Traveling south on coastal Highway 17 from Charleston, the bustle of the city falls away abruptly and the road widens as it rolls through pine forests and the occasional rural town. After a turn onto Route 174—a narrow two-lane strip shaded by a canopy of ancient oaks—the pace slows even more as Edisto Island draws near. Less than an hour from the city, the barrier island remains remote, a sanctuary that has resisted development, a place where thousands of pristine acres are protected. And that is exactly what these homeowners were seeking.
“As soon as my husband stepped foot on the property, he fell in love,” recalls Laura of their first visit to Bailey Island, a 695-acre island adjacent to Edisto Island. Most of Bailey Island is owned and protected by the Bailey Island Preserve Foundation over which The Nature Conservancy holds a conservation easement. There are only 32 home sites here.
“The records showed over 400 acres in perpetual conservation,” says Laura. “When you think of the limited land available for a growing population, it’s a big deal that this environment will never change.”
The couple—she originally from Columbia, S.C., he a Canadian expat—were living in New York City but always knew they would return to the Carolina Lowcountry where they’d vacationed over the years. The tract of land they selected is tucked deep within maritime forest accessible only by dirt road and by water. Perched on a bluff overlooking the St. Pierre Creek, old growth magnolias, live and water oaks give way to panoramic views of the estuaries of the ACE Basin.
“Laura and Chuck’s goal was to build a house that fit within that beautiful site,” recalls Jimmy Walker of Walker Concepts Architecture. “We walked it together, identifying assets such as the privacy the winding driveway affords; we let the natural environment set the tone for the design plan.”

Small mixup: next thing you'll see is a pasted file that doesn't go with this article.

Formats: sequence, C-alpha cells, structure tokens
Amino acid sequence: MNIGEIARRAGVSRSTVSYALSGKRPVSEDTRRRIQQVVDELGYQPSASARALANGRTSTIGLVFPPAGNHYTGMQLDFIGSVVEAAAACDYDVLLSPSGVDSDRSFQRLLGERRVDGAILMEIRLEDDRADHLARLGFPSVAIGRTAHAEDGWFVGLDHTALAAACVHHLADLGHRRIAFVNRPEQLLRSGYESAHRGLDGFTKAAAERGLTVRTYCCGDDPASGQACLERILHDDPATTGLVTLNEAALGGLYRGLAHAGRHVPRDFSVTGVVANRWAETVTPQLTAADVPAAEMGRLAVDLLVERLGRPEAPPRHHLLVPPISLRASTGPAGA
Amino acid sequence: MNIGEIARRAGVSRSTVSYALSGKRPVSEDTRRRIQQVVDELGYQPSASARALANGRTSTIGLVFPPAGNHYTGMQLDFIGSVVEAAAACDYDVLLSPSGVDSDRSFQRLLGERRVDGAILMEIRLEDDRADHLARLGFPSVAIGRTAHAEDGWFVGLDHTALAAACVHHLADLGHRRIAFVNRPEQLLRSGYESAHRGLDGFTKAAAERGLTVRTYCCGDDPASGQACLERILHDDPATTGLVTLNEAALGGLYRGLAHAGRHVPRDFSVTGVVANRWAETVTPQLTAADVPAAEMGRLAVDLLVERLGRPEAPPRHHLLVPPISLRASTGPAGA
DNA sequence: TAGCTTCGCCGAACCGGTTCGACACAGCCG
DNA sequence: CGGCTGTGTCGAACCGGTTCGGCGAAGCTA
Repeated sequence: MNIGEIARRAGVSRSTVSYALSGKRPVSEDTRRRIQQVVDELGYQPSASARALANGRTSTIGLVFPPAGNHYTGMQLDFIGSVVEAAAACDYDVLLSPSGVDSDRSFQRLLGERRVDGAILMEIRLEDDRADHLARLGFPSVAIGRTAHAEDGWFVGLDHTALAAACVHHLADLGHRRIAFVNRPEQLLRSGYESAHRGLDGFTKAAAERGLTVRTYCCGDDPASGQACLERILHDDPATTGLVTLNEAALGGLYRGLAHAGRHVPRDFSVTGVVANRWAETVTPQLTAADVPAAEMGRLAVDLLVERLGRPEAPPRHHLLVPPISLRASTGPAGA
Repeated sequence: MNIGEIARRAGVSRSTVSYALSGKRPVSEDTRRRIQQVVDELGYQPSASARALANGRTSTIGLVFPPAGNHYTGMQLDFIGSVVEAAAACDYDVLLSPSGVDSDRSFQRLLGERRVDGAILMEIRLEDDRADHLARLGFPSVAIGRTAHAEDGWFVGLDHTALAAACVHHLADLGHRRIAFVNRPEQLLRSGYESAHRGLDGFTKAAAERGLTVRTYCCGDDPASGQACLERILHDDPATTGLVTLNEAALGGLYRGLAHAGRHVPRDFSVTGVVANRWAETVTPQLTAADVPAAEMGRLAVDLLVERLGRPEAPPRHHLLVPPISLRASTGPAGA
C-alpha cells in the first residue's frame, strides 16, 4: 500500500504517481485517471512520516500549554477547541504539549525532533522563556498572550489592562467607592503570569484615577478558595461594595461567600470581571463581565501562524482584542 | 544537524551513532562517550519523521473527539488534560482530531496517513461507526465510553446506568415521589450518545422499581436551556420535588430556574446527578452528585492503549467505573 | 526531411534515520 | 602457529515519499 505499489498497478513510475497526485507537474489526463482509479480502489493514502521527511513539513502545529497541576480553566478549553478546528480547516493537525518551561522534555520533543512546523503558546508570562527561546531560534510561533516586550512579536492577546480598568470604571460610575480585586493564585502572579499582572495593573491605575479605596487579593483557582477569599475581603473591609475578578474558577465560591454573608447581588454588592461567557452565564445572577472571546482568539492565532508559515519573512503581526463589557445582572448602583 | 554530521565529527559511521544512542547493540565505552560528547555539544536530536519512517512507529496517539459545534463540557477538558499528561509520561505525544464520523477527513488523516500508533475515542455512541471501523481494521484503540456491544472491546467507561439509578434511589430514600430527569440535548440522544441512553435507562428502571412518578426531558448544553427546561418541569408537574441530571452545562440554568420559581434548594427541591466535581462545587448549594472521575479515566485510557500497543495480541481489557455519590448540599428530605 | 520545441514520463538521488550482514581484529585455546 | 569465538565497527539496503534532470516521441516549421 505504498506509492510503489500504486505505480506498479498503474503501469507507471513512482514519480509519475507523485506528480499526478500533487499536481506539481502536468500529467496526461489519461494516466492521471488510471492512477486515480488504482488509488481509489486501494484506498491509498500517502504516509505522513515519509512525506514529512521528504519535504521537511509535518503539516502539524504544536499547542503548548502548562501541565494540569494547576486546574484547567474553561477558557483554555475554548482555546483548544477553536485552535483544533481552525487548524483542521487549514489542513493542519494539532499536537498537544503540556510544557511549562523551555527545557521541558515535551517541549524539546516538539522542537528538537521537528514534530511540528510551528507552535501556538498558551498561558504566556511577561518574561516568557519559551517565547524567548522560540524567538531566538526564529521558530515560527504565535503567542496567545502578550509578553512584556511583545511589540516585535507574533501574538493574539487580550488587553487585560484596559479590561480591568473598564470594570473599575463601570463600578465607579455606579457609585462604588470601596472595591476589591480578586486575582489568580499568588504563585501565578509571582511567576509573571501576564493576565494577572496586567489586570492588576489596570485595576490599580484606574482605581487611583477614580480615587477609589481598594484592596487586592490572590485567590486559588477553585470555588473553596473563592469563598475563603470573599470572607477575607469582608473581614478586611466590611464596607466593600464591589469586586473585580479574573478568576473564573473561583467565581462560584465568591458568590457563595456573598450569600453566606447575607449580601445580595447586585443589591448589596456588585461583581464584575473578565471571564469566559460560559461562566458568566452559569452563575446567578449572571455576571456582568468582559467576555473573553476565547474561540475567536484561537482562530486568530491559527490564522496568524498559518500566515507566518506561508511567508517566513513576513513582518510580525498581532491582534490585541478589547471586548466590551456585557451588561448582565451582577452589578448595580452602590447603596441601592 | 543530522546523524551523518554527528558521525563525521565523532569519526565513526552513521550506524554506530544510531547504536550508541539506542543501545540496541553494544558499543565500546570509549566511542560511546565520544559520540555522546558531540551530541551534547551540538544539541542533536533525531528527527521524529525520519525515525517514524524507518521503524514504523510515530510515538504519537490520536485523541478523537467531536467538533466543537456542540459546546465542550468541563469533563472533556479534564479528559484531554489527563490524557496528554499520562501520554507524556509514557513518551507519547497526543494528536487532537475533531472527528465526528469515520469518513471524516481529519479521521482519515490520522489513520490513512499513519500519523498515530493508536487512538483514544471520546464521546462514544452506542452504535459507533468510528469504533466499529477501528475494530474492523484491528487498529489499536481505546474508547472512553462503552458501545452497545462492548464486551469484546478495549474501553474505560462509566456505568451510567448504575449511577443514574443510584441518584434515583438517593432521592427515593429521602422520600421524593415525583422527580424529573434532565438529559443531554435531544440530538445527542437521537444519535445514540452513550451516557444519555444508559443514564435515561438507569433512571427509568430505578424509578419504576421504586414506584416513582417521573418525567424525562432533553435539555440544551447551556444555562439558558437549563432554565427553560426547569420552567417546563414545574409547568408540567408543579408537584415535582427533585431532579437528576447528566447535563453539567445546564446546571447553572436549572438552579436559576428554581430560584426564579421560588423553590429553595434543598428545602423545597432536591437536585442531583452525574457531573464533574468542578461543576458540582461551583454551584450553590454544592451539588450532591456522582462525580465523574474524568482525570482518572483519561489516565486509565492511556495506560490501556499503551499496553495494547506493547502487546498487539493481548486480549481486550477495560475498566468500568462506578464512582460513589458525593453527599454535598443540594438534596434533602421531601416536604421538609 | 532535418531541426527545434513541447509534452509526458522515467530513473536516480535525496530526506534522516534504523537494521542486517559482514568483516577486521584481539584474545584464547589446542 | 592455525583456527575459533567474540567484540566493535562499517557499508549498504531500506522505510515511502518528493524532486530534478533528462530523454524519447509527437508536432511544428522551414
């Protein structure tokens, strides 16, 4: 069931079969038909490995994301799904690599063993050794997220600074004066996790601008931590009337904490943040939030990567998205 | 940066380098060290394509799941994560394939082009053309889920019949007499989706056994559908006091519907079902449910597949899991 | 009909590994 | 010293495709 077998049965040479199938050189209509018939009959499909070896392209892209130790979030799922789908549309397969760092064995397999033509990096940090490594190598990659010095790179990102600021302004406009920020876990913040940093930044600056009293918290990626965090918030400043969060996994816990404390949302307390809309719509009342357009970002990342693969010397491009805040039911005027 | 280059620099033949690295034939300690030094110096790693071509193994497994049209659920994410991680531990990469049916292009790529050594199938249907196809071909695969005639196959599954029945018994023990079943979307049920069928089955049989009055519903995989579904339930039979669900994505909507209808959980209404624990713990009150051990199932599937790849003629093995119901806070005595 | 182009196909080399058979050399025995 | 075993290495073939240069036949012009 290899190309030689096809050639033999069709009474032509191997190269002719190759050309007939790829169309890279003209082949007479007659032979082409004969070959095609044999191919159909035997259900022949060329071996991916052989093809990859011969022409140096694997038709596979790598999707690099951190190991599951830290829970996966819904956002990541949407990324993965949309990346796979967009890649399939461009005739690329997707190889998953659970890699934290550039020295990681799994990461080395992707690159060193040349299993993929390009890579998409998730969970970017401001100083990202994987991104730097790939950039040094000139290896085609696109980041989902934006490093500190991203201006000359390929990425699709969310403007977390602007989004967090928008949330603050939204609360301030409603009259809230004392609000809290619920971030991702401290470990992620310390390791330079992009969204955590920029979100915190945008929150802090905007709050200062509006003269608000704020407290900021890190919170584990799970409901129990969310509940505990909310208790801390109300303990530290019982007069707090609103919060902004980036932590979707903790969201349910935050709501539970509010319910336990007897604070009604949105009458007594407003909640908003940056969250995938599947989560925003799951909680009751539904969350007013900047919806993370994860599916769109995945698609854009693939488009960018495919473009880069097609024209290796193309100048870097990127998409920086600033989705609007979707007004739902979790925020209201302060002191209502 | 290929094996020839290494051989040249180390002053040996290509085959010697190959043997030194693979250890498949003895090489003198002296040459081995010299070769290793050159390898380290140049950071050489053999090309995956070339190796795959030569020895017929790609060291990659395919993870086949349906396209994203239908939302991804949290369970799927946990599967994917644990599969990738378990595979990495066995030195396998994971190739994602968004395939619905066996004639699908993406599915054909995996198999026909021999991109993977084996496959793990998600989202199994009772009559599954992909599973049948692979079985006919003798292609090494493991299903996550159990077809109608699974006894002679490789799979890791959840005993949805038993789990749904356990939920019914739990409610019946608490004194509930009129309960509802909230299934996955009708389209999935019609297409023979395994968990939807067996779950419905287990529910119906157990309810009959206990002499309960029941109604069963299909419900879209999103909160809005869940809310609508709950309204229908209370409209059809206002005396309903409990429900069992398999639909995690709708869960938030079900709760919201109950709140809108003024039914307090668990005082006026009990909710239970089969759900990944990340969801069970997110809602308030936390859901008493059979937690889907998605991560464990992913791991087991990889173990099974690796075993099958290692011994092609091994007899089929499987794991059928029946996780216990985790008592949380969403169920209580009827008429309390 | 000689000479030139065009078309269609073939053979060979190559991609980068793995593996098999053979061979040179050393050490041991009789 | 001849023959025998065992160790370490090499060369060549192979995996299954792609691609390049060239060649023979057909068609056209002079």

The couple discovered the Charleston-based architect while browsing the pages of Waterside Homes in a Manhattan bookstore. Images of Walker’s work resonated with them and after one interview they knew “he was clearly the one.”
“Jimmy listened to us,” notes Chuck, who sits on the board of the Edisto Island Open Land Trust. “He wasn’t going to force anything on us. He took our ideas, put them on paper and expanded on them.”
With the building layout completed, the homeowners were ready to screen for a contractor. One firm, Meadors, quickly rose to the top. The couple was impressed with James Meadors’ track record in construction and no-nonsense approach to the bidding process. His company is a consortium of artisans and craftsmen well-respected for projects involving properties in Charleston’s historic district. The company’s tradesmen also offered skills well-suited to the demands of the Bailey Island project.
“I insisted on full masonry fireplaces,” explains Chuck, adding with a laugh that it was the Canadian farm boy in him that had to have it that way. He says Meadors had to bring in a special team for the project. “One man did all the interior brick work—he was a master. It was incredible watching him work.”
Meadors also introduced the homeowners to Michael Shewan of Michael David and Associates, a Charleston-based designer (by way of Los Angeles) whose projects include McCrady’s and Husk restaurants. His design expertise was evident throughout the home—nearly 5,500 square feet—from the placement of ceiling coffers, custom-designed mantels, and hand-drawn rug motifs to furnishings and draperies.
The homeowners each have favorite rooms. For Laura, it’s the master bath with its windows on the world outside, fireplace, shower with vaulted ipe wood ceiling and heated floor. Shewan redesigned the layout of the feature squares in the flooring to achieve a more expansive look. Being the household’s chief cook, Chuck’s special space is the kitchen. “I love the heart pine ceiling and the sitting area around the fireplace,” he says, adding that his other favorite is the butler’s pantry—a separate room adjoining the kitchen with adjustable shelving and custom cabinetry all built by hand, onsite. “The carpenters used the same methodology employed in fine furniture making.”
The home embodies a wealth of design and decades of combined knowledge, yet makes a quiet footprint, barely visible from its deepwater dock. “We’d like to pick it up and take it with us when we leave,” says Laura.
Wendy Swat Snyder is a Charleston-based freelance writer and marketing consultant.